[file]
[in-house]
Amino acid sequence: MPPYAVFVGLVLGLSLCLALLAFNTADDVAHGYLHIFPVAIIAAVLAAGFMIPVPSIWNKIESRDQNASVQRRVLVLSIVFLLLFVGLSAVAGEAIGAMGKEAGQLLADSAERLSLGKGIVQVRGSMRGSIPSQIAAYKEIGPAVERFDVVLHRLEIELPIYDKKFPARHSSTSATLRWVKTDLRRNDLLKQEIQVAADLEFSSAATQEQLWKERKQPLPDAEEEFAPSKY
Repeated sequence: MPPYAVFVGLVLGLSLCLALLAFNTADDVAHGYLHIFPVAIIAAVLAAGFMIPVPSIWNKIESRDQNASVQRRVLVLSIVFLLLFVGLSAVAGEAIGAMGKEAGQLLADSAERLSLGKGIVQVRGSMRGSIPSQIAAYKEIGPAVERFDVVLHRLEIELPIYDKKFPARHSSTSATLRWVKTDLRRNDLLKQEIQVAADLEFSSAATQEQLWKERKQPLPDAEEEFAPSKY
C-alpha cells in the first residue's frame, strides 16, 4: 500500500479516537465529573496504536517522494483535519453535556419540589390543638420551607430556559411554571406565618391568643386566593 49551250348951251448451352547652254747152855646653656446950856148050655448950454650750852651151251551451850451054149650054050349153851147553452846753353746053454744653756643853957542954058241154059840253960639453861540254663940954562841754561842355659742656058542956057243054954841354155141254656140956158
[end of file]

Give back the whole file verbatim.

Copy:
[in-house]
Amino acid sequence: MPPYAVFVGLVLGLSLCLALLAFNTADDVAHGYLHIFPVAIIAAVLAAGFMIPVPSIWNKIESRDQNASVQRRVLVLSIVFLLLFVGLSAVAGEAIGAMGKEAGQLLADSAERLSLGKGIVQVRGSMRGSIPSQIAAYKEIGPAVERFDVVLHRLEIELPIYDKKFPARHSSTSATLRWVKTDLRRNDLLKQEIQVAADLEFSSAATQEQLWKERKQPLPDAEEEFAPSKY
Repeated sequence: MPPYAVFVGLVLGLSLCLALLAFNTADDVAHGYLHIFPVAIIAAVLAAGFMIPVPSIWNKIESRDQNASVQRRVLVLSIVFLLLFVGLSAVAGEAIGAMGKEAGQLLADSAERLSLGKGIVQVRGSMRGSIPSQIAAYKEIGPAVERFDVVLHRLEIELPIYDKKFPARHSSTSATLRWVKTDLRRNDLLKQEIQVAADLEFSSAATQEQLWKERKQPLPDAEEEFAPSKY
C-alpha cells in the first residue's frame, strides 16, 4: 500500500479516537465529573496504536517522494483535519453535556419540589390543638420551607430556559411554571406565618391568643386566593 49551250348951251448451352547652254747152855646653656446950856148050655448950454650750852651151251551451850451054149650054050349153851147553452846753353746053454744653756643853957542954058241154059840253960639453861540254663940954562841754561842355659742656058542956057243054954841354155141254656140956158